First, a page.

ORM presents the series of stories on OCR Transformations. Runners and athletes whose mind body, and spirit have been altered through obstacle racing.
Six years ago, in October of 2009, Brooke’s life changed forever. She was attending Indiana University as a sophomore and double majoring in Accounting and Finance through the Kelley School of Business on a full ride Scholarship. Before college, Brooke had been a gymnast for ten years and even participated in club gymnastics at IU.
BLINK OF AN EYE
On October 29th, 2009…Brooke was leaving class in her car when she crossed through an intersection and was hit head on by another vehicle. In a split second her world was changed. Her SUV did two 360-degree circles, her windows shattered, all four tires blew out, the airbags blasted out, and the engine of her vehicle came through the car and landed into her lap. When Brooke opened her eyes she was in complete and utter shock. She remembers smoke everywhere in her car and she couldn’t stop screaming uncontrollably. As she tried to get out of her car she realized that her pedals had wrapped themselves around her feet. The only way she could escape was by sliding her feet from her shoes to try and get out as fast as she could.
As Brooke ran from her car, students that were near the intersection grabbed her and held her as she screamed and cried in devastation. She tried to gather her thoughts and had a stranger call her parents in the meantime. Within that time Brooke realized something was very very wrong….both of her hands were crushed.
The next morning Brooke was scheduled for surgery with an orthopedic surgeon in the Indiana area. She had X-Rays taken which confirmed that both of her hands were severely broken. She immediately had surgery and for the next eight weeks Brooke was confined to full casts that ran from her fingertips to her elbows on both arms. Over the next two years, Brooke endured numerous surgeries to correct the destruction of her hands. She had four surgeries over a two year span (one every six months) to try and correct the damage. The surgeries consisted of plates, internal pins, external pins, screws, physical therapy, and multiple casts.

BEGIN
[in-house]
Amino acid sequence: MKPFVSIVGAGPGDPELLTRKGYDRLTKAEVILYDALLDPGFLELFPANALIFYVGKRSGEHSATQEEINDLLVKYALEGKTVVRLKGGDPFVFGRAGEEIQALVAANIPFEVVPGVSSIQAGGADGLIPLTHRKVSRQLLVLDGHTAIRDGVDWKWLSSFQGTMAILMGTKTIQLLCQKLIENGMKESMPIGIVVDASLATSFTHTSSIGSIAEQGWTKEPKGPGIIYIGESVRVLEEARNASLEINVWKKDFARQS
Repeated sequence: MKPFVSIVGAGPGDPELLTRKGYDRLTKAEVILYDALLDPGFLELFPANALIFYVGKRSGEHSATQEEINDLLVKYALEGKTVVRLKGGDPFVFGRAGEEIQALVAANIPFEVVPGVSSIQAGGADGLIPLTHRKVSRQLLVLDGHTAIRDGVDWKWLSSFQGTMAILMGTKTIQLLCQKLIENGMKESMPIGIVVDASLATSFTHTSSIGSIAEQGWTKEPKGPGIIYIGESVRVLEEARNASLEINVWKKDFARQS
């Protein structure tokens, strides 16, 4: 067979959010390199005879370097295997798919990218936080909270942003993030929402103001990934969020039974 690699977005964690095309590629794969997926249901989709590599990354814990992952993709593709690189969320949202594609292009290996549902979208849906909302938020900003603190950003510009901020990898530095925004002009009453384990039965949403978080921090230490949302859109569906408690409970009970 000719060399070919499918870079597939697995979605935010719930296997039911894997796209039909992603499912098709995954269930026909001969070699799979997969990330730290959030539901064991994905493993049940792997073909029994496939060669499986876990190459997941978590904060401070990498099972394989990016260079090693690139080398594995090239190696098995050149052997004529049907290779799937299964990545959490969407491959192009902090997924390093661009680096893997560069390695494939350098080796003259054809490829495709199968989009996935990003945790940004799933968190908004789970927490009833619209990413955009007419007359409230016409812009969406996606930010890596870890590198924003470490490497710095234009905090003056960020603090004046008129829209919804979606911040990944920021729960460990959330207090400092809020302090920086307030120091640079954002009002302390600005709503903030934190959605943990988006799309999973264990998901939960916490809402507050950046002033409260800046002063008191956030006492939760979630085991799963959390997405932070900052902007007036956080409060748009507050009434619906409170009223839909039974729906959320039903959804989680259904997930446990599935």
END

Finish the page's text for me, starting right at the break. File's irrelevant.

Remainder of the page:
“You may wonder what it would be like to have no use of either hand. Well let me show you…take both hands, tie them behind your back, and proceed to live your life” – Brooke Van Paris.
Without her hands, it was clear to Brooke that she had previously taken life for granted. She couldn’t go to the bathroom alone, shower alone, brush her teeth alone, touch her own face, eat without assistance, dress herself, open a door without help, use a computer or phone alone, or even pet her own dog. She was completely helpless and it tore down her spirit. At this time, Brooke was a 19 year old independent, intelligent, all-star athlete who now had to ask for help with almost everything she wanted to do.
“It was easy to get down on myself and down on life, but I had to stay strong”- Brooke Van Paris.
During this time, her parents were her biggest supporters. They would come down to the University two to three days a week each and would help her with anything they could. They would share talks about life, strength, and about God and his plans for her. Brooke had made the decision that she was going to be a fighter and get through this. She wasn’t going to pity herself and she was going to stay in school and finish the way she planned. Her dad would always tell her to believe in her dreams, focus on her education, and that education is something that could never be taken from her…so she did just that.
With the help of her support group and her amazing professors, Brooke finished school after four and a half years and with a 3.67 GPA. She maintained a full-time student status the entire time after her accident and graduated with a degree in Management from the School of Public and Environmental Affairs. Brooke was a fighter and she achieved a huge victory by not allowing her accident get in her way of her dreams. She firmly believes that everything happens for a reason and that God had a much bigger plan for her life. Through a “never give up” attitude, she was able to use positivity to help her see the light at the end of the tunnel. Brooke’s accident taught her to be humble and show compassion. She has learned to live every day like it is her last and to value the people in her life.